I had a huge treat recently - an invitation to Pollen Street Social for a fellow foodie's birthday celebration. This was my first visit to Jason Atherton's flagship restaurant, which famously was awarded a Michelin star within six months of opening, and it more than lived up to expectations.
The tables are simply laid with white linen and country-chic design tableware in a buzzy dining room area with contemporary art from the likes of Gavin Turk. The overall effect is relaxed and welcoming, making it a perfect choice for anyone who might feel intimidated by the idea of Michelin-starred dining - or for a casual but wonderful birthday dinner.
Once greeted and seated, we had this very welcome selection of amuse-gueule, a literal taste of things to come: smoked salmon, sweetcorn muffins and my absolute favourite, crisp and delicate little beetroot and blackberry tartlets, full of contrasting flavours and perfectly balanced.
For starters we had the Wye Valley asparagus with native lobster and shellfish hollandaise, and the Eyemouth crab salad with apple, coriander, lemon purée and black garlic, and brown crab on toast. Gorgeously plated and precisely balanced, this was an outstanding dish.
Central to Pollen Street Social's ethos is a commitment to sourcing top quality seasonal produce from British suppliers; exhibit A, the Wye Valley asparagus.
Mushroom tea, served from a very elegant and covetable white tea set, was next up; earthy yet delicate and a great transition into the main course.
Again, a near-impossible choice for our mains; I opted for the Cornish lamb loin with braised neck and roasted artichoke, served with a salad of crisp baby vegetables, merguez sausage and curds and whey. I can't help but think that this was a good call. The combination of the two cuts and cooking methods of lamb was really interesting, with the beautifully rare, springy loin contrasting with the deeper, soft braised meat, cut through by the sharpness of the salad. It was again one of the most beautifully plated dishes I have seen.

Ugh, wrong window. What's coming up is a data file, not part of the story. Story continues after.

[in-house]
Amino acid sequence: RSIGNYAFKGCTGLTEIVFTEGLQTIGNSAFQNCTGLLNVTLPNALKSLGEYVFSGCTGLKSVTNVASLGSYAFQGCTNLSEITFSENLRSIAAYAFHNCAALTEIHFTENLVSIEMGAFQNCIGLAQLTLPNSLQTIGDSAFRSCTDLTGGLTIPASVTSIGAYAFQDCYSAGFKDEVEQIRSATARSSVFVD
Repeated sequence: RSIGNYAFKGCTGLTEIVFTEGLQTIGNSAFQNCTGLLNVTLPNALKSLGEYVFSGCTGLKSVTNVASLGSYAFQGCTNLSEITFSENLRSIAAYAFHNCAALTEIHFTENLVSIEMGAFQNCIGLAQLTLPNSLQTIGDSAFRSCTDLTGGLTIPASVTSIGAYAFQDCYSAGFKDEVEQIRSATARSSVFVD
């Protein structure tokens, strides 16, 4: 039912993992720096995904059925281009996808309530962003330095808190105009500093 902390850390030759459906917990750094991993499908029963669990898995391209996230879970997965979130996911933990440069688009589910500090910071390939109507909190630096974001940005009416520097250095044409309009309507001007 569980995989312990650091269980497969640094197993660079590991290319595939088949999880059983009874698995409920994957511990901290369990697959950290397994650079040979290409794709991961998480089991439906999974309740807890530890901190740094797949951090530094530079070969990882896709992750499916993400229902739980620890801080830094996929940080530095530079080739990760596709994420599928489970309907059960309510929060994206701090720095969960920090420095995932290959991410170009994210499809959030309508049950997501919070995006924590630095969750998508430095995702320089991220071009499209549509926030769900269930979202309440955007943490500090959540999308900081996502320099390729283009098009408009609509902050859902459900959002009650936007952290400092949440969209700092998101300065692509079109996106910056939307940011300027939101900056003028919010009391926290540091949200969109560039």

My companion chose the South Coast Dover sole, which was served with Cornish fish soup poured over at the table and an Orkney sea scallop on the side. If I hadn't been feeling quite so smug about the lamb, a serious case of meal envy would have ensued.
I've never quite understood why the portions always look comparatively small in top restaurants, yet you leave feeling perfectly full. It could be that there is another little tasty something brought to you at every feasible opportunity - this one being pre-dessert and a perfect basil and foamed yoghurt ice.
I don't really have a sweet tooth but you can't really go to Pollen Street Social without having dessert, courtesy of Leo Maple and the crew. Chocolate heaven comes in the form of the bitter chocolate pave with chocolate ice cream, olive biscuit and olive oil conserve.
And just when you think you've seen it all . . . along comes the banana soufflé with the wonderfully retro rum and raisin ice cream and lime. It looks spectacular and tastes even better.
We briefly debated ordering a coffee somewhere else on the way home but decided we were way too comfortable; yet another good call, as it turned out. Not only is the coffee fabulous - single estate from El Salvador - but it comes with 'mignardises', which in this case turned out to be an array of yummy extras including chocolate ganache, Turkish delight beautifully presented in an antique tin and a Bakewell tart, still gently warm from the oven.
Wandering around downstairs on my way to the ladies' I stumbled (did I mention the awesome house white?) across this slightly Lord of the Flies glass-sided meat locker; quite a lot of the prep takes place at bars in the dining area so you can see the masters at work.
I don't know why, but this is my favourite shot of the evening; a bit blurry, rushed, but for me - a glimpse of where the magic happens.